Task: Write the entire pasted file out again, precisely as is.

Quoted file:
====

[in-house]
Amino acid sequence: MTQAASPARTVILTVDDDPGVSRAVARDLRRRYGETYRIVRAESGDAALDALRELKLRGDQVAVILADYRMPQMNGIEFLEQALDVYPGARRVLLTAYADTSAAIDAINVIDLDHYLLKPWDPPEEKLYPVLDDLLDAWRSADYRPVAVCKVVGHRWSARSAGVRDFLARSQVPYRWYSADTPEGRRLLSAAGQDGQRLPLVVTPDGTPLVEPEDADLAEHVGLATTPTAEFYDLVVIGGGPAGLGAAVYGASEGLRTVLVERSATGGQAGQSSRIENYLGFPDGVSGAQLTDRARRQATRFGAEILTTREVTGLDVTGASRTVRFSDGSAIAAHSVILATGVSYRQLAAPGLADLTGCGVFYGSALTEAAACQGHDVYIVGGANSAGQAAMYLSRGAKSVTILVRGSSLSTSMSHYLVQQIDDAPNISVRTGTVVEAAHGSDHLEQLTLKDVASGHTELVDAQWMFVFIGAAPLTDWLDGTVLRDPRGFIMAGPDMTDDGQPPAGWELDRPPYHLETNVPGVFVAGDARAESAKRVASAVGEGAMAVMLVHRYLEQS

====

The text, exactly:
[in-house]
Amino acid sequence: MTQAASPARTVILTVDDDPGVSRAVARDLRRRYGETYRIVRAESGDAALDALRELKLRGDQVAVILADYRMPQMNGIEFLEQALDVYPGARRVLLTAYADTSAAIDAINVIDLDHYLLKPWDPPEEKLYPVLDDLLDAWRSADYRPVAVCKVVGHRWSARSAGVRDFLARSQVPYRWYSADTPEGRRLLSAAGQDGQRLPLVVTPDGTPLVEPEDADLAEHVGLATTPTAEFYDLVVIGGGPAGLGAAVYGASEGLRTVLVERSATGGQAGQSSRIENYLGFPDGVSGAQLTDRARRQATRFGAEILTTREVTGLDVTGASRTVRFSDGSAIAAHSVILATGVSYRQLAAPGLADLTGCGVFYGSALTEAAACQGHDVYIVGGANSAGQAAMYLSRGAKSVTILVRGSSLSTSMSHYLVQQIDDAPNISVRTGTVVEAAHGSDHLEQLTLKDVASGHTELVDAQWMFVFIGAAPLTDWLDGTVLRDPRGFIMAGPDMTDDGQPPAGWELDRPPYHLETNVPGVFVAGDARAESAKRVASAVGEGAMAVMLVHRYLEQS